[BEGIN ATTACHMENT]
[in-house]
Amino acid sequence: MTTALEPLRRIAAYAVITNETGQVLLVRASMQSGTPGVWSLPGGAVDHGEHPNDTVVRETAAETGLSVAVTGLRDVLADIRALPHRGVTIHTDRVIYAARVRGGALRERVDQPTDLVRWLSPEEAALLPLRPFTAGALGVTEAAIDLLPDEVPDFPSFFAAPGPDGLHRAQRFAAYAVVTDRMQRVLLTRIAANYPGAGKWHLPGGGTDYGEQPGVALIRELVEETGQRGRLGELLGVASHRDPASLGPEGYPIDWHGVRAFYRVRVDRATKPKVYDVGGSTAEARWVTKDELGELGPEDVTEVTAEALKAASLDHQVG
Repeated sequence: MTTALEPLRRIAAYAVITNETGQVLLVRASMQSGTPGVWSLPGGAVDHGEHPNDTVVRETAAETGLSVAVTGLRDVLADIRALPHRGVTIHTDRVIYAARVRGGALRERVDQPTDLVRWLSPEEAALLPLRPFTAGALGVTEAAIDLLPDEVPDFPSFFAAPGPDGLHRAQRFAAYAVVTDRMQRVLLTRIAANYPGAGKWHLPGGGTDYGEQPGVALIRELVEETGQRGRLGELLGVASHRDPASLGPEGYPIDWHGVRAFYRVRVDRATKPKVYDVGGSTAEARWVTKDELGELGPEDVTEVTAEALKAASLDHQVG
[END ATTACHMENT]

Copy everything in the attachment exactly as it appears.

[in-house]
Amino acid sequence: MTTALEPLRRIAAYAVITNETGQVLLVRASMQSGTPGVWSLPGGAVDHGEHPNDTVVRETAAETGLSVAVTGLRDVLADIRALPHRGVTIHTDRVIYAARVRGGALRERVDQPTDLVRWLSPEEAALLPLRPFTAGALGVTEAAIDLLPDEVPDFPSFFAAPGPDGLHRAQRFAAYAVVTDRMQRVLLTRIAANYPGAGKWHLPGGGTDYGEQPGVALIRELVEETGQRGRLGELLGVASHRDPASLGPEGYPIDWHGVRAFYRVRVDRATKPKVYDVGGSTAEARWVTKDELGELGPEDVTEVTAEALKAASLDHQVG
Repeated sequence: MTTALEPLRRIAAYAVITNETGQVLLVRASMQSGTPGVWSLPGGAVDHGEHPNDTVVRETAAETGLSVAVTGLRDVLADIRALPHRGVTIHTDRVIYAARVRGGALRERVDQPTDLVRWLSPEEAALLPLRPFTAGALGVTEAAIDLLPDEVPDFPSFFAAPGPDGLHRAQRFAAYAVVTDRMQRVLLTRIAANYPGAGKWHLPGGGTDYGEQPGVALIRELVEETGQRGRLGELLGVASHRDPASLGPEGYPIDWHGVRAFYRVRVDRATKPKVYDVGGSTAEARWVTKDELGELGPEDVTEVTAEALKAASLDHQVG